In the July 4 broadcast reviewed by CPJ, Nassar featured for only a few minutes at the end of the broadcast. The language he used to report on the raids was not violent, and his tone was calm.
Breaks in live broadcasts were filled with music and speeches that the indictment describes as “incendiary.” Some of the song lyrics and speeches quoted in the indictment include:
“Martyr Muhammad al-Faqih, may God have mercy on your pure soul. All residents of the West Bank, all residents of Hebron laud you and your falling as a martyr after an armed struggle of more than seven hours in the village of Sureef. God’s mercy on your soul, and may you be admitted, with the help of God, into eternal paradise, oh hero…”
“We are your heroes oh Dura. We are the heroes of stones. We fear not the plane, nor the tank. Oh Dura, the enterprise of men. Oh Dura, heroes of swift response… I know not fear, a stone clenched in my hand, and an AK-47 too.”
A journalist from Al-Sanabel denied that the station was inciting violence through its content. In an interview in Dura, the journalist, who asked to remain anonymous for fear of arrest, said all the songs were on pre-selected playlist, and were aired to allow the hosts a break during long reporting shifts, rather than coordinated to follow particular news stories or encourage violence. “The songs we chose to play are patriotic. They are mostly from the Second Intifada and everybody knows them,” the journalist said. “Palestinians have been playing the same songs for years, so why are they suddenly now incitement?”
The journalist said none of the songs and speeches cited in the indictment had been written or produced by the radio station.
Hassan, Al-Sanabel’s attorney, said Israel did not have a clear, public definition of incitement through the media, and this posed a challenge for journalists who do not know what content is within the law and what is illegal. He added that he had seen a “big rise” in incitement cases in 2016.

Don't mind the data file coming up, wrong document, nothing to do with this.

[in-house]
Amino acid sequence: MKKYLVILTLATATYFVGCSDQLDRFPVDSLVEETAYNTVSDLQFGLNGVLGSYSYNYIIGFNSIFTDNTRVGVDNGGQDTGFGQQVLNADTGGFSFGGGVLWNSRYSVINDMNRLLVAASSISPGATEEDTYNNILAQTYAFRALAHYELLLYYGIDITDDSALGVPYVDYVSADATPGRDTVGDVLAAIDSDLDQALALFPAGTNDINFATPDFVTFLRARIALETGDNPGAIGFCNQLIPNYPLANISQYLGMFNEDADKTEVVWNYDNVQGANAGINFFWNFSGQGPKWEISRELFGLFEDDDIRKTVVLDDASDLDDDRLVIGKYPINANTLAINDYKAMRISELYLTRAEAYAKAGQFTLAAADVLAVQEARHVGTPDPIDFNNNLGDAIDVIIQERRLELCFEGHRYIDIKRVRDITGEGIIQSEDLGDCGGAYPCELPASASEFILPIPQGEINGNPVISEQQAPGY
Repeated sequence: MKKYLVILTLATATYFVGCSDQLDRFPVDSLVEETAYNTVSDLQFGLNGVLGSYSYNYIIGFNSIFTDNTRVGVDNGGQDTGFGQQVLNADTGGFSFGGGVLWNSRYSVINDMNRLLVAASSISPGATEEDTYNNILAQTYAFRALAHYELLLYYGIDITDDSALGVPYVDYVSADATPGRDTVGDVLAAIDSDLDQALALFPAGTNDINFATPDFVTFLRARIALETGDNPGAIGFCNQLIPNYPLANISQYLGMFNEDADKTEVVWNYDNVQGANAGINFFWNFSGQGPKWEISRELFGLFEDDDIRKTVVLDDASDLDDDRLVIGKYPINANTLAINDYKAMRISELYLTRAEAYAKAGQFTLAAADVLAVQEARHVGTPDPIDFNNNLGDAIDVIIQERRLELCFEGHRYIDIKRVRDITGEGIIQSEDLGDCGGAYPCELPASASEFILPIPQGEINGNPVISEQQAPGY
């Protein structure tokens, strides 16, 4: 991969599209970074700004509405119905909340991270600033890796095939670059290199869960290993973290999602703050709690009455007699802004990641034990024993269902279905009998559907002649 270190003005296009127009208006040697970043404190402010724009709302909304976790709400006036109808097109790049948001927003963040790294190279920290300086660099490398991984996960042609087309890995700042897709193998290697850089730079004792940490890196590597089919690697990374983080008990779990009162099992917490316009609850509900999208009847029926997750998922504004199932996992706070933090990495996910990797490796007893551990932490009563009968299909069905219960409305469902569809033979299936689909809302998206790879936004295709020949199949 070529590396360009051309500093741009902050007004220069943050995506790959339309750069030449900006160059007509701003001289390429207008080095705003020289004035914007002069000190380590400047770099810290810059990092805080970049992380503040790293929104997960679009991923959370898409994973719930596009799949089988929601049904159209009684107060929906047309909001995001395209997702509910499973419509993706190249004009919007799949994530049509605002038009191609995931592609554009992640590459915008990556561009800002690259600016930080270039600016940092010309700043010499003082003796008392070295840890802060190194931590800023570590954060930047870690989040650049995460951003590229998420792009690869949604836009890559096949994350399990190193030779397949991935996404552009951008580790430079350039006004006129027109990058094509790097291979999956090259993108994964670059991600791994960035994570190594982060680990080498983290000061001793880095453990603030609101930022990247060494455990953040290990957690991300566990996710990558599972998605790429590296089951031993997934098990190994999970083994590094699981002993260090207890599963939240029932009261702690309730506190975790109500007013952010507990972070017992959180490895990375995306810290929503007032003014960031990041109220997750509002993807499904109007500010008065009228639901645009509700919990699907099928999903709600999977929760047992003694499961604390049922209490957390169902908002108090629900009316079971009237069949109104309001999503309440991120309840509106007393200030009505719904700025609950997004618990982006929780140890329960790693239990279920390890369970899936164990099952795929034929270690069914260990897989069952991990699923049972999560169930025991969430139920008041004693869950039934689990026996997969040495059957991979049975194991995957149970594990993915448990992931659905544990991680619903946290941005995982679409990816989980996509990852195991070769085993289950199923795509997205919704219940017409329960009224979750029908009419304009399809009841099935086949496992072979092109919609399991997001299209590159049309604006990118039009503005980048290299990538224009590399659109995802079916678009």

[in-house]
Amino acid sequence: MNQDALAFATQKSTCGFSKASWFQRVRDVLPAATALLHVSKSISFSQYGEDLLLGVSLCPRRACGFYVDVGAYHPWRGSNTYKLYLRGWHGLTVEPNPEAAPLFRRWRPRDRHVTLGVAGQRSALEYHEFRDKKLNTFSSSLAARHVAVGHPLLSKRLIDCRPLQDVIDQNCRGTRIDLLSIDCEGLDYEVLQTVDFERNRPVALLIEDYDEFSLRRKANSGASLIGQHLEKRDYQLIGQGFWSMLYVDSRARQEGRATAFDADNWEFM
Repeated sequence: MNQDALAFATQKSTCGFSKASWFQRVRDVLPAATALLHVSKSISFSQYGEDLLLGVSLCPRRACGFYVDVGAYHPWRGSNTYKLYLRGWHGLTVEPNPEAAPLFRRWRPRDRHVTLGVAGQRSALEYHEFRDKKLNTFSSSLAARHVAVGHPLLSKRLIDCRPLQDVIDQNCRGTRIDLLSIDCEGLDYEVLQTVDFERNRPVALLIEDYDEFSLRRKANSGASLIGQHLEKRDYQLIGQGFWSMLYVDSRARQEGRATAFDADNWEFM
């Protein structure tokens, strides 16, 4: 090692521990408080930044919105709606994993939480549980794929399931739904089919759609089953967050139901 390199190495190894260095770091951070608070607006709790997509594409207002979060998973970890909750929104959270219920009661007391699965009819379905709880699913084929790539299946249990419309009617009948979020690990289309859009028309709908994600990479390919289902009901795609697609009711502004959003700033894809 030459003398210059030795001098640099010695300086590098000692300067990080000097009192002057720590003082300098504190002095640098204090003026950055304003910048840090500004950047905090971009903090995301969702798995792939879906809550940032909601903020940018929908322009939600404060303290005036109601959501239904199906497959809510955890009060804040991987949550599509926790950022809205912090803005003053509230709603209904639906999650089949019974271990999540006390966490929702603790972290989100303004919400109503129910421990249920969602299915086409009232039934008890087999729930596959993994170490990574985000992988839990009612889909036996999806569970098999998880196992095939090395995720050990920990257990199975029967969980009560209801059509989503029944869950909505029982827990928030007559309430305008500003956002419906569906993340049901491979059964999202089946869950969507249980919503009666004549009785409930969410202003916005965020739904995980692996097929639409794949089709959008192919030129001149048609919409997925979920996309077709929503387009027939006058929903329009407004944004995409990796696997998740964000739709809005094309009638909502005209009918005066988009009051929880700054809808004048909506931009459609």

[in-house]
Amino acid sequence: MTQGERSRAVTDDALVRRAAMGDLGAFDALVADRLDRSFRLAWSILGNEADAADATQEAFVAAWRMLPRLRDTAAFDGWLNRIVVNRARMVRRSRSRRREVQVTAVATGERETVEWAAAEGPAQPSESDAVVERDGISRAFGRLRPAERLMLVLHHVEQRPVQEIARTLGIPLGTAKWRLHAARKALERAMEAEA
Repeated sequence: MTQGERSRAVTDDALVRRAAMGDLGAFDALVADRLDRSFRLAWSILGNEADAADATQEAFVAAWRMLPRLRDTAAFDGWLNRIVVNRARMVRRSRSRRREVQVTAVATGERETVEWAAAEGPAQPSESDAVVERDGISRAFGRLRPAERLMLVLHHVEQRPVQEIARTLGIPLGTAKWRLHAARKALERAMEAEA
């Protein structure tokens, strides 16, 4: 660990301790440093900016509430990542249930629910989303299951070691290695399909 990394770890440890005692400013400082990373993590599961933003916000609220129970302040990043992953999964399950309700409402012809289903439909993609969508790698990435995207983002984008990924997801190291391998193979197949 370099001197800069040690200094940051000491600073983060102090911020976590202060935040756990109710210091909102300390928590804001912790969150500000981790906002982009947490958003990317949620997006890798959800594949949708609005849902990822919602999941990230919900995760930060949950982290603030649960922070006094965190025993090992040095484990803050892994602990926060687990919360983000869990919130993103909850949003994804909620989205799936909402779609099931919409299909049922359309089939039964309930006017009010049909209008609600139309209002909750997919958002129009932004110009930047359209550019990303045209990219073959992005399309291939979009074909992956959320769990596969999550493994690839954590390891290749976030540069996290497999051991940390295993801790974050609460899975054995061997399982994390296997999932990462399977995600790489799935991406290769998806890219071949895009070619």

In a statement emailed to CPJ on October 10, 2016, the Israel Defense Forces’ Public Appeals Office said, “The IDF sees freedom of speech and freedom of press as fundamental rights… but we draw a clear line between expressing an opinion (including criticizing the government) and abuse of rights in order to encourage acts of terrorism … and inciting the harm of civilians.”
As well as his work at the radio station, Nassar presented several programs on Al-Aqsa, including one that commemorated al-Fakih. On July 13, 2016, he posted photos on Facebook from an interview he carried out with the al-Fakih family about Mohammed al-Fakih, who was in hiding at the time. On July 26, he posted a link to a program he presented for Al-Aqsa about life in Aida refugee camp. Several of the examples in the indictment of Nassar sharing Hamas material on Facebook and streaming programs from Al-Aqsa were not available when CPJ tried to view them in October 2016.
As of late 2017, the Israel Defense Forces had not responded to CPJ’s emailed request for new information on the journalist’s status.